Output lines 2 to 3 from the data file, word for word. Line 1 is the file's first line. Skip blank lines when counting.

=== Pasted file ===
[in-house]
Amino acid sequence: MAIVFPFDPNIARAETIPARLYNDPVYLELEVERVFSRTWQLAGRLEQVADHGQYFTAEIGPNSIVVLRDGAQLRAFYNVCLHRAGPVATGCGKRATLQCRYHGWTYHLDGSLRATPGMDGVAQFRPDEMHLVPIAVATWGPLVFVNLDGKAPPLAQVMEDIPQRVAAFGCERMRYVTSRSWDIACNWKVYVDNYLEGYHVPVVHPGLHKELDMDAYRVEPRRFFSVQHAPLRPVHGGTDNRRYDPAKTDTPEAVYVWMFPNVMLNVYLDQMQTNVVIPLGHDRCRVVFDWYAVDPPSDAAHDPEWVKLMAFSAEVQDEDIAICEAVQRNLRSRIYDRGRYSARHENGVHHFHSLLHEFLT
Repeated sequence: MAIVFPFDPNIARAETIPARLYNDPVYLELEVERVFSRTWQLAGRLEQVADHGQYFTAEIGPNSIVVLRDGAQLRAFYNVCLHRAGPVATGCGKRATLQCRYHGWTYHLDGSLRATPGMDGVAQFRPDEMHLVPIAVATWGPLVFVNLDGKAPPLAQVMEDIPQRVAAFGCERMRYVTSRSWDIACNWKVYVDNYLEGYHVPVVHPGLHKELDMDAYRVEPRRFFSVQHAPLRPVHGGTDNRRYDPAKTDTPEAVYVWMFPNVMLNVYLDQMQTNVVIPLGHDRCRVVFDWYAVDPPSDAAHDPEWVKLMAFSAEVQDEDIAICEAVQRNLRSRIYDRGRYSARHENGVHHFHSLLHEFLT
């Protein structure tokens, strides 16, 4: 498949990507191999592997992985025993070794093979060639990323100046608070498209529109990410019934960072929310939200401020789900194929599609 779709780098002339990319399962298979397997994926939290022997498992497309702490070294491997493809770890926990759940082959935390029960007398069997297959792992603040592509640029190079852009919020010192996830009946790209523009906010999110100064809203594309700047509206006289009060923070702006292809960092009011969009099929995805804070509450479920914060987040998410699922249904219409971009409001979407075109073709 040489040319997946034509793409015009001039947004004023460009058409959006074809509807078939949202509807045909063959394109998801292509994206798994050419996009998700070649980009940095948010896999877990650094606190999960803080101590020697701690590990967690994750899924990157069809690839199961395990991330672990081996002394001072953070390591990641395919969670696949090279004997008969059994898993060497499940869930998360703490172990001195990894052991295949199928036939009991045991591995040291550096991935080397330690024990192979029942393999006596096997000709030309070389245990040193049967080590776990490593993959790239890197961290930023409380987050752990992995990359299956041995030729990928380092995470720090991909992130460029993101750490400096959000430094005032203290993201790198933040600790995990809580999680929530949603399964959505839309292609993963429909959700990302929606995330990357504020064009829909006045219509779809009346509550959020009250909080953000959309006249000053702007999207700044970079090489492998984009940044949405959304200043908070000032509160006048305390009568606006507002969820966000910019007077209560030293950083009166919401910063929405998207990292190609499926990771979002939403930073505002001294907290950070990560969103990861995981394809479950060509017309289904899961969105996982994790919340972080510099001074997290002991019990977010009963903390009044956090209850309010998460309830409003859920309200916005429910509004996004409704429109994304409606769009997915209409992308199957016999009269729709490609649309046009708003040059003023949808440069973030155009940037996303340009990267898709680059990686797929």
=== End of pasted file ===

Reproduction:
Amino acid sequence: MAIVFPFDPNIARAETIPARLYNDPVYLELEVERVFSRTWQLAGRLEQVADHGQYFTAEIGPNSIVVLRDGAQLRAFYNVCLHRAGPVATGCGKRATLQCRYHGWTYHLDGSLRATPGMDGVAQFRPDEMHLVPIAVATWGPLVFVNLDGKAPPLAQVMEDIPQRVAAFGCERMRYVTSRSWDIACNWKVYVDNYLEGYHVPVVHPGLHKELDMDAYRVEPRRFFSVQHAPLRPVHGGTDNRRYDPAKTDTPEAVYVWMFPNVMLNVYLDQMQTNVVIPLGHDRCRVVFDWYAVDPPSDAAHDPEWVKLMAFSAEVQDEDIAICEAVQRNLRSRIYDRGRYSARHENGVHHFHSLLHEFLT
Repeated sequence: MAIVFPFDPNIARAETIPARLYNDPVYLELEVERVFSRTWQLAGRLEQVADHGQYFTAEIGPNSIVVLRDGAQLRAFYNVCLHRAGPVATGCGKRATLQCRYHGWTYHLDGSLRATPGMDGVAQFRPDEMHLVPIAVATWGPLVFVNLDGKAPPLAQVMEDIPQRVAAFGCERMRYVTSRSWDIACNWKVYVDNYLEGYHVPVVHPGLHKELDMDAYRVEPRRFFSVQHAPLRPVHGGTDNRRYDPAKTDTPEAVYVWMFPNVMLNVYLDQMQTNVVIPLGHDRCRVVFDWYAVDPPSDAAHDPEWVKLMAFSAEVQDEDIAICEAVQRNLRSRIYDRGRYSARHENGVHHFHSLLHEFLT